Hamadoun Toure, head of the United Nations telecommunication agency, made the comments a week after the Flame cyberattack, which appeared to have sought to steal technical documents from Iran, was uncovered.
Toure, of the U.N. International Telecommunications Union, said the organization had been following the Flame threat since May.
He did not consider Flame to be an act of cyberwar, he said.
"It hasn't reached that level yet as it has been detected in time," Toure told the BBC.
He declined to suggest any particular source of the attack, but noted its sophistication.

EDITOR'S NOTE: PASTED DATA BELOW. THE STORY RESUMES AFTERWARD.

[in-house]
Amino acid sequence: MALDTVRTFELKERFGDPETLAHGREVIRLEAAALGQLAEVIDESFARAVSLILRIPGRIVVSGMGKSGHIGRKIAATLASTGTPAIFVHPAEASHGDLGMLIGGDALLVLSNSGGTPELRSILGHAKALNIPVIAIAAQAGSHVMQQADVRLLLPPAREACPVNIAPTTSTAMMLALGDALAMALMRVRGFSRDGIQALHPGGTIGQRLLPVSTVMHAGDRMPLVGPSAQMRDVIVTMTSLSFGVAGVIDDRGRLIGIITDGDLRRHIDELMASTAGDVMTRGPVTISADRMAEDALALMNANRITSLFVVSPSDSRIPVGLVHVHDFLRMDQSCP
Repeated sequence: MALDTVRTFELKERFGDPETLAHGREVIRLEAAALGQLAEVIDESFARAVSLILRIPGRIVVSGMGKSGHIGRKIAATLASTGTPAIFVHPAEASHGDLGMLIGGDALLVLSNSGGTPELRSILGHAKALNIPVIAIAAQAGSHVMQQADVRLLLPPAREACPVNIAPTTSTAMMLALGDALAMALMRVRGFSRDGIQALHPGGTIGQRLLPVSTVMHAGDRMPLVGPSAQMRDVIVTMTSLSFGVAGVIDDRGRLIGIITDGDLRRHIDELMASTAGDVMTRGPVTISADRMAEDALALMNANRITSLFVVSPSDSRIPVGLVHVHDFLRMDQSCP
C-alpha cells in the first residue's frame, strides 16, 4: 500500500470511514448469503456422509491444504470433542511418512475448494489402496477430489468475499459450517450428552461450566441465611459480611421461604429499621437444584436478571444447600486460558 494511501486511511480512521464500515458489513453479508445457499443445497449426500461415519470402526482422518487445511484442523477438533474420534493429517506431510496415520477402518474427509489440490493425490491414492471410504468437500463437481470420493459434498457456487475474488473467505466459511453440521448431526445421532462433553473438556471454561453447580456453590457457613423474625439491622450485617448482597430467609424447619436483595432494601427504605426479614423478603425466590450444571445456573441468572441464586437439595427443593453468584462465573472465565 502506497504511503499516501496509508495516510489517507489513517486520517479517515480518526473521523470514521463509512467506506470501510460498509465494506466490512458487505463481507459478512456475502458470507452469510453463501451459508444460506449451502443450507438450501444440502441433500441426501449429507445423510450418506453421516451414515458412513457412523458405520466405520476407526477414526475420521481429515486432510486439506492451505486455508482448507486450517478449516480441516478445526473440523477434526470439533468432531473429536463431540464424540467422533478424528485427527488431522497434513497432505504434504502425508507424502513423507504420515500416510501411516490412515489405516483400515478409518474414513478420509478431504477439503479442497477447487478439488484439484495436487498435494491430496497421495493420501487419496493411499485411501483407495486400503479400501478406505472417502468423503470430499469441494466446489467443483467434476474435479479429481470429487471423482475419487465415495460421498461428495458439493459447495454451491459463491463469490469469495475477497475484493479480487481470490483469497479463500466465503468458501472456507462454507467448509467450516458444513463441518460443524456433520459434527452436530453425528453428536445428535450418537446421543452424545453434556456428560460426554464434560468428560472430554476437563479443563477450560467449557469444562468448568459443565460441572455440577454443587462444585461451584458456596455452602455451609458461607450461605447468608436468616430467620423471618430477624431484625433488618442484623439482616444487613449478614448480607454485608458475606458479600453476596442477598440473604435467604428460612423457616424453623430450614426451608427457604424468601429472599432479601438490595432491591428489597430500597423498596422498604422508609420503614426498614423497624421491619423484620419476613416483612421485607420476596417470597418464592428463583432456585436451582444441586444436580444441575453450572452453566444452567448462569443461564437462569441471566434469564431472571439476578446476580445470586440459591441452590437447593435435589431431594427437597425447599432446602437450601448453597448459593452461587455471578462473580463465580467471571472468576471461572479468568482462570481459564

"All indications are that Flame has been created by a nation state, that's clear," he said.
"The ITU is not mandated to make a judgment on who is responsible. Our role is to work with partners to promote better co-operation."
U.N. member nations should cooperate to defend themselves against emerging cyberthreats, he said.
"There is a risk of cyberwar -- but it's not necessary. That's what we're trying to do: prevent. We're saying the best way to win a war is to avoid it in the first place."
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